- Matous, Petr (2015). "Social networks and environmental management at multiple levels: soil conservation in Sumatra". Ecology and Society. 20 (3): 37. doi:10.5751/ES-07816-200337.
- Robinson, W. S. (1950). "Ecological Correlations and the Behavior of Individuals". American Sociological Review. 15 (3): 351–357. doi:10.2307/2087176. JSTOR 2087176.
- The research note on this curious data glitch is published in Te Grotenhuis, Manfred; Eisinga, Rob; Subramanian, S. V. (2011). "Robinson's Ecological Correlations and the Behavior of Individuals: methodological corrections". Int J Epidemiol. 40 (4): 1123–1125. doi:10.1093/ije/dyr081. The data Robinson used and the corrections are available at http://www.ru.nl/mt/rob/downloads/
- Selvin, Hanan C. (1958). "Durkheim's Suicide and Problems of Empirical Research". American Journal of Sociology. 63 (6): 607–619. doi:10.1086/222356.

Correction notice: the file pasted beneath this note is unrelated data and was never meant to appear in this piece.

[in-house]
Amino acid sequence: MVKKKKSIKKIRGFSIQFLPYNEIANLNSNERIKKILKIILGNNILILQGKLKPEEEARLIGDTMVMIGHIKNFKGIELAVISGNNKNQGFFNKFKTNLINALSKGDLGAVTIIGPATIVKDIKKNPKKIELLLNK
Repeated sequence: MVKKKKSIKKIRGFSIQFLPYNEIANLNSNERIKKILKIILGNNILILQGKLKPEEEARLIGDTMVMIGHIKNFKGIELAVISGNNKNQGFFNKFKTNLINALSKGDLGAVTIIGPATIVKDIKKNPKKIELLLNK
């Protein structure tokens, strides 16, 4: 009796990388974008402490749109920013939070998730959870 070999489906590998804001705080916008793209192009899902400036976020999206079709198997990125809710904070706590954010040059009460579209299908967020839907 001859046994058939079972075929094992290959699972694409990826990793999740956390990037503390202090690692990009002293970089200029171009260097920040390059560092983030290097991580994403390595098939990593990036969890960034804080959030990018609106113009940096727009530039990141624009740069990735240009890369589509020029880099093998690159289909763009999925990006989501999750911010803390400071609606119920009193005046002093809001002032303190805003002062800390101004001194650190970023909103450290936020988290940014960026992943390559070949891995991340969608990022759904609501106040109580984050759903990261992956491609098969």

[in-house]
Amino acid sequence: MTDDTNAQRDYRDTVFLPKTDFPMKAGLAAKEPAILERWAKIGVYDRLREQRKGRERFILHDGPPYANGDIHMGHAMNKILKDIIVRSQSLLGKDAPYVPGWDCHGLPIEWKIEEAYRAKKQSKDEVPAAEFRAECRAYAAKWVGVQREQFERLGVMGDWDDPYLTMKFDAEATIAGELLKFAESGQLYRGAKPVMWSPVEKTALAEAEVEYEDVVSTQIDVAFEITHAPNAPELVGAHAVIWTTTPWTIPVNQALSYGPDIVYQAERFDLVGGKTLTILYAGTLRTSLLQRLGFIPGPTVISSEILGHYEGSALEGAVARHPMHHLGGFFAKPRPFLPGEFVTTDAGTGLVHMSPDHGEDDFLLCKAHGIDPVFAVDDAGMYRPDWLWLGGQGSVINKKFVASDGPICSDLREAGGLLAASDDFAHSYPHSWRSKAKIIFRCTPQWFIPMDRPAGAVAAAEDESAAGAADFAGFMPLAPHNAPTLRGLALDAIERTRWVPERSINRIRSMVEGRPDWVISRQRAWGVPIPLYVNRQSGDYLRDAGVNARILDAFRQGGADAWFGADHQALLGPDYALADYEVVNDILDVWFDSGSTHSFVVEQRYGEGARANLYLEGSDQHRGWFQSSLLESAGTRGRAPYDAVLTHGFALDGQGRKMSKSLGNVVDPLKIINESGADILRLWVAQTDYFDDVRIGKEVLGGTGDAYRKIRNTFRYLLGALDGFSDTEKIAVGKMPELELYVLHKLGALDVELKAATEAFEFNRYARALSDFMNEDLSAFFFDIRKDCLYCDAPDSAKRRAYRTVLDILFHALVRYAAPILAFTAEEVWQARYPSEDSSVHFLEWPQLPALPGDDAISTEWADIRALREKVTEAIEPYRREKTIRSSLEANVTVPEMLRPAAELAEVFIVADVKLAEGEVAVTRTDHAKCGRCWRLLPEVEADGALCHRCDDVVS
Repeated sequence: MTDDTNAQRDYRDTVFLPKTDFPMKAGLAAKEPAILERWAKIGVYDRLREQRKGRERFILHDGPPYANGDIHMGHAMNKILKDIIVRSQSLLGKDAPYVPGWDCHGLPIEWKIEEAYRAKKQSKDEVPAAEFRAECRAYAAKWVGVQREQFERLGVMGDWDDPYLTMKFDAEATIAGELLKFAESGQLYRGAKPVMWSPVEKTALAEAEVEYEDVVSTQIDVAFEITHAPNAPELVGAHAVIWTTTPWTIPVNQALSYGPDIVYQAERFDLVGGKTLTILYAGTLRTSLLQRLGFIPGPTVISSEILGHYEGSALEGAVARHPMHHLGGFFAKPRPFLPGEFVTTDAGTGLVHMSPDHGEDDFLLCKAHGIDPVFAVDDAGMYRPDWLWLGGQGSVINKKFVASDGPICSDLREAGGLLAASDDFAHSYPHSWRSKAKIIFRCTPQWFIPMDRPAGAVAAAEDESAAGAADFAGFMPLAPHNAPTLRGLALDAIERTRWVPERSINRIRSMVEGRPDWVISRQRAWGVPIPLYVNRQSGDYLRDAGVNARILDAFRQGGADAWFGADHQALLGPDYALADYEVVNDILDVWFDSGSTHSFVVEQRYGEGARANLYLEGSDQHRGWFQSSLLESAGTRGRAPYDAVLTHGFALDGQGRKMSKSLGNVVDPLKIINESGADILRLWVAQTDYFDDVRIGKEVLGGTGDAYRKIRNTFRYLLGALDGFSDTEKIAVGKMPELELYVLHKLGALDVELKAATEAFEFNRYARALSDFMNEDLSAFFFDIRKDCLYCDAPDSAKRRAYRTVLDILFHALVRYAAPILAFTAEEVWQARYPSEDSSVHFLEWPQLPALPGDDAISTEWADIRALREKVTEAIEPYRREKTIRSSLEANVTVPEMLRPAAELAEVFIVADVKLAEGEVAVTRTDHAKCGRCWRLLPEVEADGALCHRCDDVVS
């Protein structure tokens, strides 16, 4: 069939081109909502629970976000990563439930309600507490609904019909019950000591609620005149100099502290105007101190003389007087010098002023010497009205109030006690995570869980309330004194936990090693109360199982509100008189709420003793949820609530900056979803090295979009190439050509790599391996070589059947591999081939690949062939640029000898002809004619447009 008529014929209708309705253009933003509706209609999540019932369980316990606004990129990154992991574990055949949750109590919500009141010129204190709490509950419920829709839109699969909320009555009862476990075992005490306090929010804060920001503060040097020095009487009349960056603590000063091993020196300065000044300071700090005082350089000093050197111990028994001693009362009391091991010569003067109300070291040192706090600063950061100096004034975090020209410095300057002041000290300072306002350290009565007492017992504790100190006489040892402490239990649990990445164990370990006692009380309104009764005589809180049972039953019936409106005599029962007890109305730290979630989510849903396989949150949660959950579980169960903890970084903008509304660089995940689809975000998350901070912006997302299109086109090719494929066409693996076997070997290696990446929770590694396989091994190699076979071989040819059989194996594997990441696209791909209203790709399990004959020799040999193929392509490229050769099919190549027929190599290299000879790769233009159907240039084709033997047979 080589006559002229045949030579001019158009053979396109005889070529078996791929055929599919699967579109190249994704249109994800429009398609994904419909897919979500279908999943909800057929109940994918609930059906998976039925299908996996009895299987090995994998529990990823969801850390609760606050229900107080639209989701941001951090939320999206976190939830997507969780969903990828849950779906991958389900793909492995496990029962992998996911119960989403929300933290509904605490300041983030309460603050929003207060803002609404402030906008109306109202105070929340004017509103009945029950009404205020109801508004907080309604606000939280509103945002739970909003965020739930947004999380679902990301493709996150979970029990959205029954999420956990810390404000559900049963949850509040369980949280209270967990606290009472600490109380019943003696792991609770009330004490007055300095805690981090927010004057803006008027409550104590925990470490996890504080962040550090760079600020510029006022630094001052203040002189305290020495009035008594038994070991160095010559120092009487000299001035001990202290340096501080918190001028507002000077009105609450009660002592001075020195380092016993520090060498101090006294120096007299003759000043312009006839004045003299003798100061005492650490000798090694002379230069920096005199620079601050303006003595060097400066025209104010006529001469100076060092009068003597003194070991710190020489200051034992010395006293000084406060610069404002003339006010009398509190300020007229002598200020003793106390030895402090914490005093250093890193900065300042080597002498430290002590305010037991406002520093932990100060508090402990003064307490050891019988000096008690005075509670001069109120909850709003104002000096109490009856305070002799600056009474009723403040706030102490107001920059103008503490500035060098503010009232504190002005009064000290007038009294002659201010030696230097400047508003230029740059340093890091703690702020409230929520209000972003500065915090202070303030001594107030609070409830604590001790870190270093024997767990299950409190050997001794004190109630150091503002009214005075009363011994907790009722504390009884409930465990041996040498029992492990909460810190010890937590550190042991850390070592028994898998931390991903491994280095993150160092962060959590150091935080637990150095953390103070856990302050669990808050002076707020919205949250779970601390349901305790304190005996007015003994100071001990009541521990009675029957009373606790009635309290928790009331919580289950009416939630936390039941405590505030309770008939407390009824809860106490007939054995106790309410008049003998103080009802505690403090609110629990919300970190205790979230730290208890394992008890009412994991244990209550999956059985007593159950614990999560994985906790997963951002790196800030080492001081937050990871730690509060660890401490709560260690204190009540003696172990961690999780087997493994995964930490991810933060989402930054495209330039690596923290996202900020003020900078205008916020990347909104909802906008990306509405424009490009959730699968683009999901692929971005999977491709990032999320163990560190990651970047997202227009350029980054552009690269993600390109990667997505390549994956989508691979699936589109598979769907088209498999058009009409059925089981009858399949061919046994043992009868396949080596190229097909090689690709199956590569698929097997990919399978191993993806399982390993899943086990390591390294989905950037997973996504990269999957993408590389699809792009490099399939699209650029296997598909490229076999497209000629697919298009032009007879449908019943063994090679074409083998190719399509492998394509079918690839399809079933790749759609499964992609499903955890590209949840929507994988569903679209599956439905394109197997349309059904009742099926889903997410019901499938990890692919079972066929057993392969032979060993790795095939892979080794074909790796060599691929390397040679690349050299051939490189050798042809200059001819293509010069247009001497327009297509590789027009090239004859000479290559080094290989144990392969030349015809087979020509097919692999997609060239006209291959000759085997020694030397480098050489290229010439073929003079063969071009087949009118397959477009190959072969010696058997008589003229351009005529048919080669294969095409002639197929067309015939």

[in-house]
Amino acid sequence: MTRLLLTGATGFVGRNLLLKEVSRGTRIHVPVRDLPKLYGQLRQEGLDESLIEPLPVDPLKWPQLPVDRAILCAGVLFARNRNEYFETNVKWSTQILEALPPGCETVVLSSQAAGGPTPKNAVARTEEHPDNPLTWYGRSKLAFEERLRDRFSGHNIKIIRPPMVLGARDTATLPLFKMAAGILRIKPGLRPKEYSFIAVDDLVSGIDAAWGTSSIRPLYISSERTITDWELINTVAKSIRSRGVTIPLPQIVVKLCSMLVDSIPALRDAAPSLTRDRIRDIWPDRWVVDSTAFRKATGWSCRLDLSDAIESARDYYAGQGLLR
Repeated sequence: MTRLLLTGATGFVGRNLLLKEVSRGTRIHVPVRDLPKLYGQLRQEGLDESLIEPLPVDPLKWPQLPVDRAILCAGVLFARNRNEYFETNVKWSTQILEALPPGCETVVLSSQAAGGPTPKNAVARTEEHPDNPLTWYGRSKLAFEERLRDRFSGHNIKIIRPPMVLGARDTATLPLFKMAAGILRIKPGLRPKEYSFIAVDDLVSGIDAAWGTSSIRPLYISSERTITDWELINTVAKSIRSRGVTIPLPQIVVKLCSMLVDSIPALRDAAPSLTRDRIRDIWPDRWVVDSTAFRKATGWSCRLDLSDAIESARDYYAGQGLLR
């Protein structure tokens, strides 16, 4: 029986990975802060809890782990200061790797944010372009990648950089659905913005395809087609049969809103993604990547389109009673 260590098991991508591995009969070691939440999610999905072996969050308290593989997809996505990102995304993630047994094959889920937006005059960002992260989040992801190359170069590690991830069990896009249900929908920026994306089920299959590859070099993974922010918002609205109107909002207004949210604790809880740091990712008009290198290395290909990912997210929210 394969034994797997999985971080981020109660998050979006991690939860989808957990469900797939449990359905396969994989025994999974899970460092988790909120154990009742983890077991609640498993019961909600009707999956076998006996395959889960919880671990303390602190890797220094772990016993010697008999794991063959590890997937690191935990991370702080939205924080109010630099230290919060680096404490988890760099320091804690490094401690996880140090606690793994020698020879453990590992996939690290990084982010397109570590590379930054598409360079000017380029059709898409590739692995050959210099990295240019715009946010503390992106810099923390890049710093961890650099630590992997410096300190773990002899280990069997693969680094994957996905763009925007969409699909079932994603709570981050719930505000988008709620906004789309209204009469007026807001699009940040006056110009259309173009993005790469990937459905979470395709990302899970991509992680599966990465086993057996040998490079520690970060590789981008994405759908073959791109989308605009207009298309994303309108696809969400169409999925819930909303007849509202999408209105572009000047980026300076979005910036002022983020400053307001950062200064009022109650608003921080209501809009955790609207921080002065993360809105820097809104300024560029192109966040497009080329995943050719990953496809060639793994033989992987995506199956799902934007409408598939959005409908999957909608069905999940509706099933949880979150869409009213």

- George Howland Jr. (May 18, 2005). "The Monkey Wrench Trial: Dino Rossi's challenge of the 2004 election is on shaky legal ground. But if he prevails, watch litigation become an option in close races everywhere". Seattle Weekly.
- Christopher Adolph (May 12, 2005). "Report on the 2004 Washington Gubernatorial Election". Expert witness report to the Chelan County Superior Court in Borders et al v. King County et al.
- Borders et al. v. King County et al., transcript of the decision by Chelan County Superior Court Judge John Bridges, June 6, 2005, published: June 8, 2005
- Lubinski, D.; Humphreys, L. G. (1996). "Seeing the forest from the trees: When predicting the behavior or status of groups, correlate means". Psychology, Public Policy, and Law. 2 (2): 363–376. doi:10.1037/1076-8922.214.171.1243.
- Rose, D. D. (1973). "National and local forces in state politics: The implications of multi-level policy analysis". American Political Science Review. 67 (4): 1162–1173. JSTOR 1956538.